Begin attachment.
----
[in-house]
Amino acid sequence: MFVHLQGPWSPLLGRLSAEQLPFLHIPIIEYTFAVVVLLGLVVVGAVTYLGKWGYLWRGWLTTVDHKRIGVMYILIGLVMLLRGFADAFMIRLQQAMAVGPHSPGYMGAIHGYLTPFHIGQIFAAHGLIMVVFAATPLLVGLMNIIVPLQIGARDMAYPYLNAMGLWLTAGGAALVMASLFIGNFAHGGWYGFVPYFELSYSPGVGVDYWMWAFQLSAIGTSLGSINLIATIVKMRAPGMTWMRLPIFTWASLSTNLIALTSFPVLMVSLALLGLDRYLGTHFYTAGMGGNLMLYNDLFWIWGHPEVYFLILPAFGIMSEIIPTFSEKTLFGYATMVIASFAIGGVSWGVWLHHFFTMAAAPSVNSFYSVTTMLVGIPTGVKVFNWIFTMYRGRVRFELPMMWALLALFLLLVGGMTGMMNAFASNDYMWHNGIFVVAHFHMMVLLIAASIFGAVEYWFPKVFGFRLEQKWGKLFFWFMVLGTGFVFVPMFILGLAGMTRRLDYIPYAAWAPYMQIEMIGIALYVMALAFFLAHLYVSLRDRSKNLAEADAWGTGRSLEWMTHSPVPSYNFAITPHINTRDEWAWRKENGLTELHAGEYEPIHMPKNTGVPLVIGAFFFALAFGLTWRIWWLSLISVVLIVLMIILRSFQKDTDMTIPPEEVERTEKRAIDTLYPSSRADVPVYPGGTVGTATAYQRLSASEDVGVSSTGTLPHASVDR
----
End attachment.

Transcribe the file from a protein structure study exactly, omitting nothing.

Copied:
[in-house]
Amino acid sequence: MFVHLQGPWSPLLGRLSAEQLPFLHIPIIEYTFAVVVLLGLVVVGAVTYLGKWGYLWRGWLTTVDHKRIGVMYILIGLVMLLRGFADAFMIRLQQAMAVGPHSPGYMGAIHGYLTPFHIGQIFAAHGLIMVVFAATPLLVGLMNIIVPLQIGARDMAYPYLNAMGLWLTAGGAALVMASLFIGNFAHGGWYGFVPYFELSYSPGVGVDYWMWAFQLSAIGTSLGSINLIATIVKMRAPGMTWMRLPIFTWASLSTNLIALTSFPVLMVSLALLGLDRYLGTHFYTAGMGGNLMLYNDLFWIWGHPEVYFLILPAFGIMSEIIPTFSEKTLFGYATMVIASFAIGGVSWGVWLHHFFTMAAAPSVNSFYSVTTMLVGIPTGVKVFNWIFTMYRGRVRFELPMMWALLALFLLLVGGMTGMMNAFASNDYMWHNGIFVVAHFHMMVLLIAASIFGAVEYWFPKVFGFRLEQKWGKLFFWFMVLGTGFVFVPMFILGLAGMTRRLDYIPYAAWAPYMQIEMIGIALYVMALAFFLAHLYVSLRDRSKNLAEADAWGTGRSLEWMTHSPVPSYNFAITPHINTRDEWAWRKENGLTELHAGEYEPIHMPKNTGVPLVIGAFFFALAFGLTWRIWWLSLISVVLIVLMIILRSFQKDTDMTIPPEEVERTEKRAIDTLYPSSRADVPVYPGGTVGTATAYQRLSASEDVGVSSTGTLPHASVDR